Remember Constance McMillen? She’s the lesbian teen in Fulton, Miss., who fought to take her date to the prom and wear a tuxedo. Her case drew national attention after she and the American Civil Liberties Union challenged the Itawamba County School District. The district had banned same-sex prom dates and decreed that only male students could wear tuxedos.
The court upheld Constance’s right to attend the prom, tuxedo and all. But the prom had by then been cancelled—a transparent effort to keep Constance away. In what appeared to be a compromise, school district officials said parents would organize a private event that everyone would be invited to attend.
So students got their end-of-year party, Constance got to wear her tux and the district got to save face by not officially holding the prom. Cue the happy ending, right? As the Associated Press reports, never underestimate small-minded people:
Senior prom fell far short of the rite of passage Constance McMillen was hoping for when she began a legal battle to challenge a ban on same-sex dates.
The 18-year-old lesbian student said Tuesday she was one of only seven students to show up at a private event chaperoned by school officials last Friday night. She said the rest of her peers went to another private event where she wasn't invited.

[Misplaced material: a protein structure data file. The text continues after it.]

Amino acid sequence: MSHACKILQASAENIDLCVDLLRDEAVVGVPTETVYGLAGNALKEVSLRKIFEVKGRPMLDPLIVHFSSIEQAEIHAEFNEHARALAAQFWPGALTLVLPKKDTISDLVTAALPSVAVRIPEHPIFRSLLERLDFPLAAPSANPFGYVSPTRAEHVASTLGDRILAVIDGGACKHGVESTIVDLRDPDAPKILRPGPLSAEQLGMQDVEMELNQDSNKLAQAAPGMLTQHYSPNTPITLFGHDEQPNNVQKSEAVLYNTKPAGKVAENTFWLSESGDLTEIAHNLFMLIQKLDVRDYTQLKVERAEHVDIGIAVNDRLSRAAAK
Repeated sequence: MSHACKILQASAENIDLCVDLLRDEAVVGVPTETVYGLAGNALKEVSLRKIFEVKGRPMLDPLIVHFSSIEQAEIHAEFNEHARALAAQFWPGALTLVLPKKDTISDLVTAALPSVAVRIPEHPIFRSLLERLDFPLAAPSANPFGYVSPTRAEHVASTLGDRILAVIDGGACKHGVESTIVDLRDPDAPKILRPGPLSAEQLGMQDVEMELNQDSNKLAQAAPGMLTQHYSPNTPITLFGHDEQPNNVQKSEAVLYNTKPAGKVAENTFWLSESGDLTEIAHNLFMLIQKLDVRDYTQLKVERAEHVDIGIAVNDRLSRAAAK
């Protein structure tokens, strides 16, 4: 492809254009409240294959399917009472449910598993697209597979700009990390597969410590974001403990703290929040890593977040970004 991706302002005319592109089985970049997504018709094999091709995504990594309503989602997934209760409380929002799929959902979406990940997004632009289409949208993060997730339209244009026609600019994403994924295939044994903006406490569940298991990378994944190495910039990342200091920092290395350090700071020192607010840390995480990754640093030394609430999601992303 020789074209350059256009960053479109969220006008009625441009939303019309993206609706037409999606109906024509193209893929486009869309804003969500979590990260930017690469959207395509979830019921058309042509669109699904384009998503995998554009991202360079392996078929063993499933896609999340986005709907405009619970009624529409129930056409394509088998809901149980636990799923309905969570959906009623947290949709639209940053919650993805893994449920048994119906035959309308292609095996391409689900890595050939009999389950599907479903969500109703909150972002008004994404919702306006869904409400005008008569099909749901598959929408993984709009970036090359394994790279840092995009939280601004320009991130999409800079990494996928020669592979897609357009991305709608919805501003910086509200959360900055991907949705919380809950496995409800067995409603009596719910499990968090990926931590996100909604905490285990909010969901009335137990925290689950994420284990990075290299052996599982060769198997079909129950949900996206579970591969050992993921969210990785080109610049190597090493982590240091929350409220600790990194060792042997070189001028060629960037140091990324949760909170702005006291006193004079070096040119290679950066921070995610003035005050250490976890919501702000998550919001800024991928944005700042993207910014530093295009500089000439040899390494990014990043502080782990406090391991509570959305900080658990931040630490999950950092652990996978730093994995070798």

Two of the seven kids who attended Constance’s event were mentally disabled. Apparently, nobody invited them to the "real" prom either.
A classmate of Constance’s made a spirited, if not terribly bright, defense of the town’s massive fake-out using an "Open Letter." In it, she blamed Constance for “her decision to throw the district under the bus.” (Yes, it takes some gall to want to attend the prom with the date of your choosing.) "Now we're getting flack because poor Connie's ego got a bit of a bruising," the letter says. "She's playing the lesbian card to prove she ALWAYS gets what she wants. This time, we didn't let her."
The reactions have been what you would expect. Most people are shocked. The betrayal by school officials is particularly jaw-dropping. Others have made excuses. Well, this is the South, they say. Well, this is a small town. As Teaching Tolerance has shown though, other southern small towns have handled the same issue with some maturity. They most certainly did not fool the social outcasts into attending their own insulting little prom so that the cool kids could party elsewhere unsullied by those who play "the lesbian card."
Many involved in this well-orchestrated ostracism will defend it until the day they die. In fact, the increased criticism will only confirm their belief that they behaved correctly and are terribly misunderstood. But others among them will in time grasp the depth of their pettiness. After all the headlines have faded—perhaps after some have had gay children of their own—they will realize with a sickening rush just how juvenile and avoidable all this has been. And it will grieve them. It should.
When it mattered most, Fulton, Miss., needed a grown-up to stand up and say, "This is wrong" (or, at the very least, "This is bad PR"). Instead, all the key people sided with what has to be one of the nastiest little conspiracies cooked up by any community anywhere. From now on, the signs that welcome people into town should read "Welcome to Fulton, Miss.—the town outclassed by a teenager."
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